This column appeared in the Journal on January 11, 2008. Past columns can be read at juliewinkelstein.com
“…Recipients are those individuals who are recognized by their colleagues as exceptional leaders whose dedication, commitment and vision inspire others, or whose singular contribution to the field of information science has been particularly significant.” Announcement from the Los Angeles Chapter of the American Society of Information & Technology, January 2008
This past week I received an email about the Contribution to Information Science & Technology Award (CISTA), which is an annual award given by the Los Angeles Chapter of the American Society of Information & Technology (LACASIS). CISTA honors an individual who has made significant contributions to the field of information science. 2007’s honoree is Dr. Carol Tenopir, a professor at the School of Information Sciences at the University of Tennessee, Knoxville. The announcement describes her areas of teaching and research as including information access and retrieval, online resources and the impact of technology on reference librarians and scientists.
This is the second email I’ve gotten in the last week about awards or honors that relate to books and libraries. The other one was about children’s author, Jon Scieszka, who on January 3 was appointed by the Library of Congress as the first National Ambassador for Young People’s Literature. His books include The Stinky Cheese Man and Other Fairly Stupid Tales and The True Story of the Little Pigs, both of which as very popular and funny. According to the press release, Scieszka will “use his two-year term to promote reading and to reach out to reluctant readers through the media, personal appearances, and project development.”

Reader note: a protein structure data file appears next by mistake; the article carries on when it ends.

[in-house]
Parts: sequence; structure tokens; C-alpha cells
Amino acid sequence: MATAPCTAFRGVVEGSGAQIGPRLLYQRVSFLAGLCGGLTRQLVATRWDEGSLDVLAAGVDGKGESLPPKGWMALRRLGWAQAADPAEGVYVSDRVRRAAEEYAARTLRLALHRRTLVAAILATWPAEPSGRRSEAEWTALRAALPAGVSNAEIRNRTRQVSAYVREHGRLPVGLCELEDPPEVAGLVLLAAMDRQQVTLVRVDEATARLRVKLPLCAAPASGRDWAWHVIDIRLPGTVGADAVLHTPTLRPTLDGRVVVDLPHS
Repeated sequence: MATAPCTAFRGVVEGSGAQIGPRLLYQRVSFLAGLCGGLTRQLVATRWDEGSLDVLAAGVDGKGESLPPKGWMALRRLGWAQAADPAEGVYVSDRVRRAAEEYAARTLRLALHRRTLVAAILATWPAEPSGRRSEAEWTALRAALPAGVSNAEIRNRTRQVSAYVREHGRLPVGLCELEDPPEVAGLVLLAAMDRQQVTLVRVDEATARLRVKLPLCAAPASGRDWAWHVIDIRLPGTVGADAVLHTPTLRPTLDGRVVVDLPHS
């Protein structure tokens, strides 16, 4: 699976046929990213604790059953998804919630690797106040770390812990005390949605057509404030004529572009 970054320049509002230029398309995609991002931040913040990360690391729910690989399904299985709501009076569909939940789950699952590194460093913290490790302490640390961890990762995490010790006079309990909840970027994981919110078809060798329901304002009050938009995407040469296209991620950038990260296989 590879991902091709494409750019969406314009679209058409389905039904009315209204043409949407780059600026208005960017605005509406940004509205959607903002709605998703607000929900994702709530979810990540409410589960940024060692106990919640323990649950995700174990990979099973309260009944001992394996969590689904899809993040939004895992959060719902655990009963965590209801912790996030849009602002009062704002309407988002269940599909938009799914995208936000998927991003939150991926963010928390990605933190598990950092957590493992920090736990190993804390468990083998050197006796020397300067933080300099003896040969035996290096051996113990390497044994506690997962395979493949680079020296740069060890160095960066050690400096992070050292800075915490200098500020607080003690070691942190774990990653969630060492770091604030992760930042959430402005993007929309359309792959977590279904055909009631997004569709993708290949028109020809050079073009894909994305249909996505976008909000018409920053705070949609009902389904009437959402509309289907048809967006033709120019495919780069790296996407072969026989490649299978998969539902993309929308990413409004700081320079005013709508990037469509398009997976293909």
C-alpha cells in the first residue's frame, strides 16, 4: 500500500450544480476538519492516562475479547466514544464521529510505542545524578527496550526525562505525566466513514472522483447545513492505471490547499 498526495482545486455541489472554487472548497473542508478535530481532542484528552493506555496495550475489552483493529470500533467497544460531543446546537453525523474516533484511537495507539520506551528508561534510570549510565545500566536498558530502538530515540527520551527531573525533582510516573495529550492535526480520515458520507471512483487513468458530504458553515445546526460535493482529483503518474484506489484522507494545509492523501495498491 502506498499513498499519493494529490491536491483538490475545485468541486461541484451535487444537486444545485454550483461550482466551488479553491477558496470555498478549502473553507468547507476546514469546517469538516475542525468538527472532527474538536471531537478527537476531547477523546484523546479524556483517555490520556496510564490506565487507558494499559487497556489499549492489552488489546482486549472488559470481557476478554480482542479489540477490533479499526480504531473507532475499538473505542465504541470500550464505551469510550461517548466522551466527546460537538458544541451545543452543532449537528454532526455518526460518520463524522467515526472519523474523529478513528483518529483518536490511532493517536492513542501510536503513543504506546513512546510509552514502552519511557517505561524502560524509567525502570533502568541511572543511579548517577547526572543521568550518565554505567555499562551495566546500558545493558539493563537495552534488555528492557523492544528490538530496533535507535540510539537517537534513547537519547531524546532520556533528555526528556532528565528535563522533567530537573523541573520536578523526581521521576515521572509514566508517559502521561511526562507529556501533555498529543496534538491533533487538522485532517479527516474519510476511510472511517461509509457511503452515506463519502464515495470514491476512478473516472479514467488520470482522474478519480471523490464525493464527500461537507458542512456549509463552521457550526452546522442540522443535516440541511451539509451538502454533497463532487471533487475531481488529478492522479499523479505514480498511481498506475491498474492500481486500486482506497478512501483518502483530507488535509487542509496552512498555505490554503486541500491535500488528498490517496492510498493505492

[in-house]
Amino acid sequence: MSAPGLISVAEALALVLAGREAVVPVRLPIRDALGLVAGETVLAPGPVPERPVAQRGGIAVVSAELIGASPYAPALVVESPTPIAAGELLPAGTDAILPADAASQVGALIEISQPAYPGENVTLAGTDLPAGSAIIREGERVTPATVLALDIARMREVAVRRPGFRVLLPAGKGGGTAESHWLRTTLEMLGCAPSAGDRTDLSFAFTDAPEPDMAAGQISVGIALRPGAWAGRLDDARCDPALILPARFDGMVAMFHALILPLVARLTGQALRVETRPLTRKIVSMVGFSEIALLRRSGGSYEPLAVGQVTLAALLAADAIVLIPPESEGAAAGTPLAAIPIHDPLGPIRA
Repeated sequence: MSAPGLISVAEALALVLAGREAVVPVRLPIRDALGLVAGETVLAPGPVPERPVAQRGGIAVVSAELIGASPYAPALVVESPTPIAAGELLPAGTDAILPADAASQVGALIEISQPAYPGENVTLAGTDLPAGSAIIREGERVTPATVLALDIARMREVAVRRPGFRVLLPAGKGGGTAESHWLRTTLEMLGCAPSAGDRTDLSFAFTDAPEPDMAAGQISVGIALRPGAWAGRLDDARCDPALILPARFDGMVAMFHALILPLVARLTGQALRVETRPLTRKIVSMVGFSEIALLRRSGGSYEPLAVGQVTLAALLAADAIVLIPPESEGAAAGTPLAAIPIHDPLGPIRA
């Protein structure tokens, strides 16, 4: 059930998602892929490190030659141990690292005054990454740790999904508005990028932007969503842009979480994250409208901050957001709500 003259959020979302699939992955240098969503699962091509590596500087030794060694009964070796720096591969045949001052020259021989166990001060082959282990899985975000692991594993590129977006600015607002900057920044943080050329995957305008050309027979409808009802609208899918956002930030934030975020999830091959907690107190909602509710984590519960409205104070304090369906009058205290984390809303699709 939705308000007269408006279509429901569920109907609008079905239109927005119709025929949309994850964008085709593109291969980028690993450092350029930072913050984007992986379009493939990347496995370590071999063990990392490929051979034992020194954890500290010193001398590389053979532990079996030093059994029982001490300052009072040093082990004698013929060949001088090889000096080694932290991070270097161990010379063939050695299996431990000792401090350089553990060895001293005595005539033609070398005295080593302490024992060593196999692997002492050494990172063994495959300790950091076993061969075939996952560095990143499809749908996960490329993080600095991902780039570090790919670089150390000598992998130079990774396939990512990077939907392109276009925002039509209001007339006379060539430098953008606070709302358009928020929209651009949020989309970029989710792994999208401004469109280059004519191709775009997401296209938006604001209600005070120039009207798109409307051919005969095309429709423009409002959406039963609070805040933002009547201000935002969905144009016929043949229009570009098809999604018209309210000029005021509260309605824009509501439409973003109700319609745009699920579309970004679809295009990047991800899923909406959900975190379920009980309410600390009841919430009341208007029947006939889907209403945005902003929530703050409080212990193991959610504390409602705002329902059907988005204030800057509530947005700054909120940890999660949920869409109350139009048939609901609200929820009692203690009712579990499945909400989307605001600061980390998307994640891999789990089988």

Although these two awards couldn’t be more dissimilar, I was struck by the fact that both of them emphasize the value of libraries and books in the lives of all of us. Tenopir’s award acknowledges the significance of how we find our information, while Scieszka’s stresses the value we place on children and reading.
I also wondered how many other awards there are like this – ones I may see mentioned but know little about. I did a little searching and came up with quite a few.
The first one is the New York Times Librarian Awards. This program honors United States librarians who have provided outstanding public service and have had a strong and positive impact on their nominators. In 2006, this award was extended to include college and university librarians, who could be nominated by faculty, staff and administrators; the public librarian nominations come, appropriately, from the public. In 2006, the Times received more than 1300 nominations from 45 states for the 25 winners.
I discovered the American Library Association website (www.ala.org) has a long list of awards. For instance, the Cavendish Award “recognizes either a school or public library which demonstrates excellence in library programming by providing programs which have community impact and respond to community needs.” Or the W.Y. Boyd Literary Award, an annual award “honoring the best fiction set in a period when the United States was at war…(It) encourages the writing and publishing of outstanding war-related fiction for young adults or adults.”
The Haycock Award honors “an individual for contributing significantly to the public recognition and appreciation of librarianship through professional performance, teaching and/or writing.”
There are many more, some honoring authors or illustrators, some particular to individual library associations, kinds of libraries, or even those who work with libraries, such as publishers, booksellers, and hardware and/or software dealers.
I appreciate the large number of library-related awards, each supporting a different aspect of librarianship. After some thought I decided if I were to sponsor an award, it would be for helping to increase the diversity of our profession in some way. Perhaps I’ll do that.